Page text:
Opinion Analysis: The CCA didn’t authorize a rehearing, it didn’t have to authorize a rehearing, and that’s all CAAF will say in United States v. Carter, Nos. 17-0079/AF & 17-0086/AF
CAAF decided the certified Air Force case of United States v. Carter, 76 M.J. 293, Nos. 17-0079/AF & 17-0086/AF (CAAFlog case page) (link to slip op.), on Monday, June 5, 2017. In a short opinion issued less than a month after oral argument, CAAF agrees with the Air Force CCA’s “interpretation of its own holding . . . the AFCCA did not authorize a rehearing.” Slip op. at 4. The CCA’s decision dismissing the charges with prejudice is affirmed.
Judge Ryan writes for a unanimous court.
Back in 2010, Master Sergeant (E-7) Carter was convicted of indecent liberties with a child in violation of Article 120(j) (2016), and of child endangerment and indecent acts with a child, both in violation of Article 134, and sentenced to confinement for 4 years, reduction to E-1, total forfeitures, and a dishonorable discharge. The convening authority disapproved the conviction of violation of Article 120(j) and reduced the sentence to confinement to three years, but approved the remainder of the findings and sentence.
The Article 134 specifications, however, failed to allege a terminal element and so therefore failed to state offenses. See United States v. Fosler, 70 M.J. 225 (C.A.A.F. 2011) (discussed here). The CCA reversed the findings in 2013, the JAG certified, and CAAF summarily affirmed. The case was remanded and two specifications under a new charge were preferred and referred to a new general court-martial. Carter made numerous objections (including objecting based on the statute of limitations), but the trial proceeded and Carter was again convicted. The second sentence included confinement for 40 months, total forfeitures, and reduction to E-1 (but not a punitive discharge).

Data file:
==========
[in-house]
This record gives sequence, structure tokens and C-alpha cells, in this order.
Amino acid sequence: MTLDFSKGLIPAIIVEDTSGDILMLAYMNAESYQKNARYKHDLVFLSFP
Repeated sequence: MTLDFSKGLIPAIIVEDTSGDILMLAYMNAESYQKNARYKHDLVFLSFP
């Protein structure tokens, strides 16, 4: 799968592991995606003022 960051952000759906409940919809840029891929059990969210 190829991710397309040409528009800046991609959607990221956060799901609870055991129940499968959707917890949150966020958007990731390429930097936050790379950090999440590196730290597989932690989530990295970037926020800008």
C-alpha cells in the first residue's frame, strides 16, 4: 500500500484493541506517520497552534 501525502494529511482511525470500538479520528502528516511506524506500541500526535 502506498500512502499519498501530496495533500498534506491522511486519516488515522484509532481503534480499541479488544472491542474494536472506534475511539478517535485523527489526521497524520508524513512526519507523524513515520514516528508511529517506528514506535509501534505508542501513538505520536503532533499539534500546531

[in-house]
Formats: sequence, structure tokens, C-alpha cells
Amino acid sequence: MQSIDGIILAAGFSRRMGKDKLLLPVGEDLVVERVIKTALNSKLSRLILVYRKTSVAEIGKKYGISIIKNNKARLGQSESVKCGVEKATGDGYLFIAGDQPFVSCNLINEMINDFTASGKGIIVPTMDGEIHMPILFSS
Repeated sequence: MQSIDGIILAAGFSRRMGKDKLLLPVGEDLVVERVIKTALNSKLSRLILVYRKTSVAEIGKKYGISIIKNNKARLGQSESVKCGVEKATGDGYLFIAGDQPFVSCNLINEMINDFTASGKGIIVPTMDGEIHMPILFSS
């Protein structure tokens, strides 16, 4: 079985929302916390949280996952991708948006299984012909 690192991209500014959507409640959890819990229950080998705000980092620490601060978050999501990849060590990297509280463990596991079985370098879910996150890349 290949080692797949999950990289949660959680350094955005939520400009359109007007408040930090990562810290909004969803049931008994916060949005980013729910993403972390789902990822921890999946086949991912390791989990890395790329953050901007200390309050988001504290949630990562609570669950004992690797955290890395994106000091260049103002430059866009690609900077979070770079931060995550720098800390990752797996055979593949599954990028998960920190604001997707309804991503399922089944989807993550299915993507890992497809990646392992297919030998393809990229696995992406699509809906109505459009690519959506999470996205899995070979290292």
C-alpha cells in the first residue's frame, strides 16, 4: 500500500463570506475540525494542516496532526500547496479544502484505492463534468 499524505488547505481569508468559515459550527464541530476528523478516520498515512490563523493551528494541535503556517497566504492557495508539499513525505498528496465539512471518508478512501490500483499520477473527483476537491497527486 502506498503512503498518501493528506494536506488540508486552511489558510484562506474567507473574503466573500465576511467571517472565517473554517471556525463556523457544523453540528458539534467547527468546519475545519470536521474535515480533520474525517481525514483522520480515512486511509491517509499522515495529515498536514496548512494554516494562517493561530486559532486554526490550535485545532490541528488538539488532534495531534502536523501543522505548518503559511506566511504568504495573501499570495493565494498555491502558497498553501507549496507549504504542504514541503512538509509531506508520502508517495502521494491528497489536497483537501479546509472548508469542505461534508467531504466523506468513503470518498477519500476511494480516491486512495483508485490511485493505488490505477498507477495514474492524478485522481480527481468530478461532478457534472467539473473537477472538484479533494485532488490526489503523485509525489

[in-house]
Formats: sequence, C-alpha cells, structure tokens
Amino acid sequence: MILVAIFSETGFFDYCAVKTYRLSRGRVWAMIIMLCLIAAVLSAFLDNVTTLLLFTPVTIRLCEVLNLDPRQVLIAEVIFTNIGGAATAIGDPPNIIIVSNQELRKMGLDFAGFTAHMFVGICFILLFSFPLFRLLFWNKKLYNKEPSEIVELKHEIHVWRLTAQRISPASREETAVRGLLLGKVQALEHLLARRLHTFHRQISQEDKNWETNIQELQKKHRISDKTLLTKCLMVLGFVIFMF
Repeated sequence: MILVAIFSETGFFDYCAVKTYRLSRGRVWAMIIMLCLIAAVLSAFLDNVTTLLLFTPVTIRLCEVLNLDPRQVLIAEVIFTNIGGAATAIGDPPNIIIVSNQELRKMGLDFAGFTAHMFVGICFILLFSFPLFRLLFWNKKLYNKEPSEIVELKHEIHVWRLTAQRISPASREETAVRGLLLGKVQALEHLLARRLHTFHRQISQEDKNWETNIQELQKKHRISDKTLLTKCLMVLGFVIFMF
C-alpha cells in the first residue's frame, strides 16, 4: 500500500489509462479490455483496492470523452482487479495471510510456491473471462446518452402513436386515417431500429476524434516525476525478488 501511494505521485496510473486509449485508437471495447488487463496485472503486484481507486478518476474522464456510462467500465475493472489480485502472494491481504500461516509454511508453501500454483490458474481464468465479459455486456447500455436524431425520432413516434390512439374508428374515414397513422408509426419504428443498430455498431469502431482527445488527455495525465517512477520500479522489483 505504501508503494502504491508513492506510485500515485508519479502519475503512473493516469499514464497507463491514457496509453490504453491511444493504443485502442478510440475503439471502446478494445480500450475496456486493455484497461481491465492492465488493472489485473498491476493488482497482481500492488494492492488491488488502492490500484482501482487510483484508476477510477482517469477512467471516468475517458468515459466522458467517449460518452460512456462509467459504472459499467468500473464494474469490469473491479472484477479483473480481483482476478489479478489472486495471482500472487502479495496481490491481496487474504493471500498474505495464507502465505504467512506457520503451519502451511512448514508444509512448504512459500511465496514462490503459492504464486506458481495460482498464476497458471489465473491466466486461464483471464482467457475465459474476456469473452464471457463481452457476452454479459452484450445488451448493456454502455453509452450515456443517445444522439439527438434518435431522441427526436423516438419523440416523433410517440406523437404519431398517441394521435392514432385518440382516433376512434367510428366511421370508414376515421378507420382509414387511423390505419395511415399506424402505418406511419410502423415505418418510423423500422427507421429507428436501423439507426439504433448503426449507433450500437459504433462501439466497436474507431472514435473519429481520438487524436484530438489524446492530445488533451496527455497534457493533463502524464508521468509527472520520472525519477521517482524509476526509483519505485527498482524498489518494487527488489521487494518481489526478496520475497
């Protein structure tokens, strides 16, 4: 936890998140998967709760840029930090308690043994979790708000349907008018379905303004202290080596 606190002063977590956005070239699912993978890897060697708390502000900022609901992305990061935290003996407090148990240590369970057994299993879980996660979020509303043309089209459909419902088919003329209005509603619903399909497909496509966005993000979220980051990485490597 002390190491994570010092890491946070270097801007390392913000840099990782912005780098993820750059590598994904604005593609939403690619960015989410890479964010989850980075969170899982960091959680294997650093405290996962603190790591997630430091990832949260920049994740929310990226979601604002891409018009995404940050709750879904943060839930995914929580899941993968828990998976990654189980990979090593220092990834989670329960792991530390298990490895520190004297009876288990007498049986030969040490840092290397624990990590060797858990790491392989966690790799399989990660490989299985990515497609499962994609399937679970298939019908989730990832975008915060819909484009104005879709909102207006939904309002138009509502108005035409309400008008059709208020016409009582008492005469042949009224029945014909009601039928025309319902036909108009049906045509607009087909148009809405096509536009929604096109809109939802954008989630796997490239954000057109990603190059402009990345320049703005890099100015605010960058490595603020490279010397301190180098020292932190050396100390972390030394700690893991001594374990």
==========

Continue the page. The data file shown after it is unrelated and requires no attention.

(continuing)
The Air Force court, however, reversed again. In a 2016 decision discussed here, a three-judge panel of the Air Force CCA split 2-1 to conclude that the court’s 2013 decision did not authorize further proceedings and that the charge should be dismissed with prejudice. The dissenting judge found that the second trial was an independent proceeding based on a totally new charge. The Judge Advocate General of the Air Force then certified the case to CAAF challenging the CCA’s dismissal, and CAAF granted review of five additional issues.
Judge Ryan’s opinion, however, only discusses the certified issue, because CAAF finds that “under these circumstances, the convening authority was not authorized to order any further proceedings.” Slip op. at 2.